Osteomyelitis in Pediatric Patients, Isolation of Most Common Bacteria: Our Hospital Study | Abstract

Journal of Research in Medical and Dental Science
eISSN No. 2347-2367 pISSN No. 2347-2545

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Osteomyelitis in Pediatric Patients, Isolation of Most Common Bacteria: Our Hospital Study

Author(s): Najeeb ur Rehman, Raheel Akbar Baloch, Muhammad Faraz Jokhio, Ajmal Khan Silro, Niaz Hussain Keerio*, Mohsin Aijaz Soomro and Syed Shahid Noor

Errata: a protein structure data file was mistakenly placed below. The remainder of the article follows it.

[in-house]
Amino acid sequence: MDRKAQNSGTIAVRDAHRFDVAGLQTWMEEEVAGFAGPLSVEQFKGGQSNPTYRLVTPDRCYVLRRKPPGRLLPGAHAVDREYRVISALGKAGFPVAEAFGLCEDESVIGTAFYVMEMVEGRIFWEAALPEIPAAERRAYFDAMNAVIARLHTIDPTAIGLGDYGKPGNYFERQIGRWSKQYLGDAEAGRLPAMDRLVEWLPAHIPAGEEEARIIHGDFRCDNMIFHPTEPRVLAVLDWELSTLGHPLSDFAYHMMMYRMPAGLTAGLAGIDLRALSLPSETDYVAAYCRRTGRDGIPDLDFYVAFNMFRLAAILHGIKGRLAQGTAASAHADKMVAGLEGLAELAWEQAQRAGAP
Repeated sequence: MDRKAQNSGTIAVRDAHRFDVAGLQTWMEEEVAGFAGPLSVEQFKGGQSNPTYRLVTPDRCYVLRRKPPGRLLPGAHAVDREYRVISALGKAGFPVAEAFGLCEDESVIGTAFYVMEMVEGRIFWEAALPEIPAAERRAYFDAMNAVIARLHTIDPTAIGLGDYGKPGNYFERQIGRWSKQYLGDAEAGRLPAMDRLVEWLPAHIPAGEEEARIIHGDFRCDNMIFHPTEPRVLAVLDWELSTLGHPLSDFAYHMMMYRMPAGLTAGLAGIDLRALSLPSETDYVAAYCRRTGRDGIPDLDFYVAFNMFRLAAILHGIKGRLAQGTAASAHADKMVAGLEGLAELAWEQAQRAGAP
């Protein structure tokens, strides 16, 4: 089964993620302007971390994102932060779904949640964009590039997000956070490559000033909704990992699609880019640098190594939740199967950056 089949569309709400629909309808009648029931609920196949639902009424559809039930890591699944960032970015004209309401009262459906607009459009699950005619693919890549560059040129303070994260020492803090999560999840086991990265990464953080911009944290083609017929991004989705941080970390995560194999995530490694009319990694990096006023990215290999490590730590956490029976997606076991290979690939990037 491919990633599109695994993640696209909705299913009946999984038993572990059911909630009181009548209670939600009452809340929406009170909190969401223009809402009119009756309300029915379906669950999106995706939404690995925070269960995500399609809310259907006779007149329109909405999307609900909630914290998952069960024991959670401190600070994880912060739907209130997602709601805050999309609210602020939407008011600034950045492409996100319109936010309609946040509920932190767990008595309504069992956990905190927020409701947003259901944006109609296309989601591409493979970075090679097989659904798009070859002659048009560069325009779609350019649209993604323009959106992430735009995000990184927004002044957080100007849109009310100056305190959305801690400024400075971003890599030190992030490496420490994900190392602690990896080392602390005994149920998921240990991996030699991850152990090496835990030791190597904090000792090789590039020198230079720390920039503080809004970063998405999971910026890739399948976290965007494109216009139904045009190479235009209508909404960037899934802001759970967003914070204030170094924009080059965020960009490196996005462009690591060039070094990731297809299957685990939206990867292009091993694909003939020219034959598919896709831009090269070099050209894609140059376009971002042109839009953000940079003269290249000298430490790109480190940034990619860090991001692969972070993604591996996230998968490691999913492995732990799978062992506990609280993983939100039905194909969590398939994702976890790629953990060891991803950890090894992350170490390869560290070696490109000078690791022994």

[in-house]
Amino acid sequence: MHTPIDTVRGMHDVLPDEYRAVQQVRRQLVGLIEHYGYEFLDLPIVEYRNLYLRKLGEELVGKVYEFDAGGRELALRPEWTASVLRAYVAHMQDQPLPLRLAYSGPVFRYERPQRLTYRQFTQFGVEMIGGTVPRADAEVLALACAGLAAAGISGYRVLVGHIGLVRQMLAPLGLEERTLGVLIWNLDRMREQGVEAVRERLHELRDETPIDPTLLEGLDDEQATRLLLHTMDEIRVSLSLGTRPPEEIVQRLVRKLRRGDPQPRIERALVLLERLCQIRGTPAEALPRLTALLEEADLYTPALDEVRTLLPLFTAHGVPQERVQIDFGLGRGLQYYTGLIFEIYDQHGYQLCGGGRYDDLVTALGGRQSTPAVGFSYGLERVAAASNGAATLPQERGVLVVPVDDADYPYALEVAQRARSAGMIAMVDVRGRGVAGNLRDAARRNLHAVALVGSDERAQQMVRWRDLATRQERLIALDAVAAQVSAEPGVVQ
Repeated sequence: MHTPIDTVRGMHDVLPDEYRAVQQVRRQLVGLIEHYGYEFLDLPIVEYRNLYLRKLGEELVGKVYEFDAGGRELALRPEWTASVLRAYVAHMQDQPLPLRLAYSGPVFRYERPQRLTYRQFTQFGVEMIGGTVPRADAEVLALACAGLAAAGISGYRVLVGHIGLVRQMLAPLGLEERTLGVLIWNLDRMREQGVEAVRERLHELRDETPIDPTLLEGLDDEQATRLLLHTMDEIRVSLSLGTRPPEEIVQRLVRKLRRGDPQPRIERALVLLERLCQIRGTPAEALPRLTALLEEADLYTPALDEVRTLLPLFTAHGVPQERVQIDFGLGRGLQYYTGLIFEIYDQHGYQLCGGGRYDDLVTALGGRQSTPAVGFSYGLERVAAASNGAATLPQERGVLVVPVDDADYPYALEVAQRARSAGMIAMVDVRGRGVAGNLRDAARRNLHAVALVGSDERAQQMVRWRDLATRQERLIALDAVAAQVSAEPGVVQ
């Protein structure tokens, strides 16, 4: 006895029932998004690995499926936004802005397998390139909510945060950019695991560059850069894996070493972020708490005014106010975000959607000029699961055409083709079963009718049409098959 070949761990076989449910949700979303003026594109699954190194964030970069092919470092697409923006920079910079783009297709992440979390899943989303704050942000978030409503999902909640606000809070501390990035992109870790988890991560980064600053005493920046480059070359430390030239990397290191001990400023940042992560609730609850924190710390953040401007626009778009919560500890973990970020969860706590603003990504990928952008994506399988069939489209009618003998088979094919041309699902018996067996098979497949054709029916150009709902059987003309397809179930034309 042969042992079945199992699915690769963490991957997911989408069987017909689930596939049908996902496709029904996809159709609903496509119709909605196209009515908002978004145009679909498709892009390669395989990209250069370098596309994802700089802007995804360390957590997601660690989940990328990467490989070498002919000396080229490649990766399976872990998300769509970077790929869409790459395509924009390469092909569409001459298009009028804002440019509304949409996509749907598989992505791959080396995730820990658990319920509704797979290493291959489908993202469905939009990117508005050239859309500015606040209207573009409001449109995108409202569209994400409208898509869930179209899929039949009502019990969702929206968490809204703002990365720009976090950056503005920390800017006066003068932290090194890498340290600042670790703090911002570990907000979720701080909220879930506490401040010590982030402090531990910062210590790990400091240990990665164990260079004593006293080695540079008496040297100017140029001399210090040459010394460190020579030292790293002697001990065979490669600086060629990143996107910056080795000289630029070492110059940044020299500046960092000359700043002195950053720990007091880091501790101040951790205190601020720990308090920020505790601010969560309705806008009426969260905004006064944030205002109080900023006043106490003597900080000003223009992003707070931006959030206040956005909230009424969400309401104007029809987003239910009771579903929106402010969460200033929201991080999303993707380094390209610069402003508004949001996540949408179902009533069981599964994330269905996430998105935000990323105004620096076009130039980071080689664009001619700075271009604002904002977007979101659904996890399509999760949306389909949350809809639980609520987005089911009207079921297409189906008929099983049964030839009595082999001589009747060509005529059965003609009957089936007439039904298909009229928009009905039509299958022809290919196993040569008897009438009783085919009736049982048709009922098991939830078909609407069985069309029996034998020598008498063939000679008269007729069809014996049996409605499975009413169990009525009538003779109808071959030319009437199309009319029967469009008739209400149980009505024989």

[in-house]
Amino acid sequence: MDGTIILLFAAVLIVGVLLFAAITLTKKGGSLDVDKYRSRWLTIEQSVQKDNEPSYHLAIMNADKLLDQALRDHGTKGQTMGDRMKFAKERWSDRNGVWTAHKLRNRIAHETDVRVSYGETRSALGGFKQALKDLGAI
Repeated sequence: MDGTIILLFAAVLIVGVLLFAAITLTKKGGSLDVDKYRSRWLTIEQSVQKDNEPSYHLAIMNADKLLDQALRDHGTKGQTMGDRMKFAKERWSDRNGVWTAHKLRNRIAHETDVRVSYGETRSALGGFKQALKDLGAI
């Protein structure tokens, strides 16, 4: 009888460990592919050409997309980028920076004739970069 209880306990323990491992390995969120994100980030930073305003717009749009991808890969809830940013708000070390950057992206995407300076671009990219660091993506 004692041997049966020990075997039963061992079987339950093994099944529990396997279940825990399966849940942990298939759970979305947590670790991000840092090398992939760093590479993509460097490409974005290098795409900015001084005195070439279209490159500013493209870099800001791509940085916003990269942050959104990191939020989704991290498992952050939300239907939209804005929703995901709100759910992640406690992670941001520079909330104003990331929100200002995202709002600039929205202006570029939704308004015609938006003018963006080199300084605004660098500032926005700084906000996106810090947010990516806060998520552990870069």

Introduction: Osteomyelitis is a kind of bone infection. Though bacteria are the most common cause, fungus may also play a role. Prognosis of untreated or delayed treatment onset osteomyelitis is often bad and leads to adverse outcomes. Very few Research articles of osteomyelitis are reported from Pakistan as compared to other infectious conditions. In this study we aim to study the number of patients, male: female ratio, type of osteomyelitis and the bacterial profile associated with osteomyelitis. Methods: After obtaining Institutional Ethics approval, the present study was conducted from January 2019 to January 2020 at Orthopaedic department of Peoples University of health and Sciences for Women Nawabshah Pakistan. Blood and sample like fluid aspirate or discharge collected was subjected to microscopy and culture. Antibiotic susceptibility testing was done using disk diffusion methods. Radiological data of the patients was also collected. Results: Bacteria were isolated from 35 cases. The most affected age group was of 6-10 years of age (45.73%). Males were more affected as compared to females and male: female ratio was 3:1. Maximum number of patients were of acute osteomyelitis (85.75%) followed by subacute osteomyelitis (11.4%) and chronic osteomyelitis was found in just a single patient (2.85%). Long bones like tibia (56.25%), femur (18.75%), humerus (12.5%) were mostly affected. Blood culture was positive in 65.62% cases. Methicillin Sensitive Staphylococcus Aureus (MSSA) was the most common isolate (56.25%) followed by, Methicillin Resistant Staphylococcus Aureus (MRSA), Acinetobacter, Coagulase Negative Staphylococcus (CONS), Streptococcus pyogens, E. coli and Pseudomonas. Conclusion: Thus, S. aureus was the most common cause of acute bacterial osteomyelitis and mostly affected school age group children.

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